PHOEBA HOLLAND AND JOHN T. BECK
A memoir of my great-grandparents by Edward Rumsey, Jr.

Sylvester was from my Holland Granny, the famous Phoeba. She loved that name
and that was the name given to her older son, George. You’ll see that one your website. So my
parents took the ‘Edward’ from my father and from his great uncle, and the ‘Sylvester’ from Phoeba’s
son George. Boring as a home movie for guests!

I mention that because all this review of the website now that Arthur’s death compelled me to return
to your outstanding site and recall all the individuals as well as the fact that there really was something
somehow special about the Hollands. I remember Phoeba and George as such jolly people. Uncle
George, after his father’s death, was the undeclared patriarch of the entire family, and he in turn
spoke of generations before him – always as happy people in spite of difficult circumstances.

I thought you might like to recall the spirit of the times. I’m fearful that it has disappeared. Here’s a
little excerpt from my collection:

…all the stories, all the tales told, reveal that little Edward followed puppylike behind George, and I
can understand now that George must have become a guiding light in the little boy’s life. There must
have been memorable childhood moments spent at the outer edge of the culture listening to George
and the Hollands and Becks swap tales. Oh! Those lifelong tales!

As I look back, I now conceive something that touches me deeply! You see, it seems to me that
things were structured differently in those times, if not as a rule, then at least this was how I observed
and understood it as I looked on. There existed a historical code of personal honor and
accountability. For untold centuries, the code seemed to require the men in this culture to prove that
they possessed courage, good judgment, loyalty and the skills to survive. Oh, maybe modern
sociologists may laugh at this as something outdated, but it did exist. I know that it existed. There
was such a beautiful respect for my great grandparents John T. Beck and Phoeba Holland.
Everyone spoke so well about them. The children had the fondest memories, and though some may
demean the process, it persisted as though through some rites of passage. Generations moved
forward, but the end was always strikingly familiar. There was a system of rewards and honor, and
the family shaped its vision of manhood in accord with the traditions that it had sustained. Mr. Beck -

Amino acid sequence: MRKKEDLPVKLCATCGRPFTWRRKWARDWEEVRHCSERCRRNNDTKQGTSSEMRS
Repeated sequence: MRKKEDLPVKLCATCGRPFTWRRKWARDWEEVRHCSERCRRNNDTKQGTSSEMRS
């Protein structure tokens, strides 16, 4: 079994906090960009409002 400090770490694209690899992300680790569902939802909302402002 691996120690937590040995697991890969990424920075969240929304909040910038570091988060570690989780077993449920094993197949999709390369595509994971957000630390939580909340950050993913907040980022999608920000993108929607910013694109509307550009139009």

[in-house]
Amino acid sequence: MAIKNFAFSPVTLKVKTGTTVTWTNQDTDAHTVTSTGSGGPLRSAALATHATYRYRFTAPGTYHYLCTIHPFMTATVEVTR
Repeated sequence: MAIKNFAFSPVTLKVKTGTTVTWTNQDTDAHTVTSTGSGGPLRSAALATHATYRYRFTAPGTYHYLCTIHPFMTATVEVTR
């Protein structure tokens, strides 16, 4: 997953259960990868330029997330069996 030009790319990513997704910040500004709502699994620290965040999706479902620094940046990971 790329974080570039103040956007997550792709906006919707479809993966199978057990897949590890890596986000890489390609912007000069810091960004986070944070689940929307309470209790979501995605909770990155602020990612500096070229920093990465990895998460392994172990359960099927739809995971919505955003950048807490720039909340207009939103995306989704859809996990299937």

as his own wife called him - became leader, the lion. When he was gone, this passed to his son,
George - George Sylvester, none the less. George knew how to defend the family and was willing
to do so, even in the face of certain defeat. So, throughout the young lives of the males of the new
generation, there was an observing and learning from the stronger men in the midst. They were
expected to take their lessons into adulthood and pass them along to the next generation. Has the
sophistication of society made these lessons irrelevant? This ritual was the heart of the family, old
and young gathering to celebrate bonds and pass on a way of life. The lions at the center, the
ever-quiet young boys listening, awed, present and absorbing the stories, learning to be a man,
longing deeply for the day they can sit in the middle of the circle. Edward was the one that was
always one step closer to the center. I was often told that he occupied a favored spot in their hearts.
Time chisels new patterns…

 Edward Rumsey, Jr. also contributed pictures of Phoeba Holland's family as well as pictures of Phoeba and John Beck's gravestones.  These may be found in the Album - Family section and the Album - Cemetery section. 

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Holland Family History and Family Tree:  Stories: Enos
This Holland site Published 10 July 1996  This page added 3 May 2010   Last updated 04 February 2013

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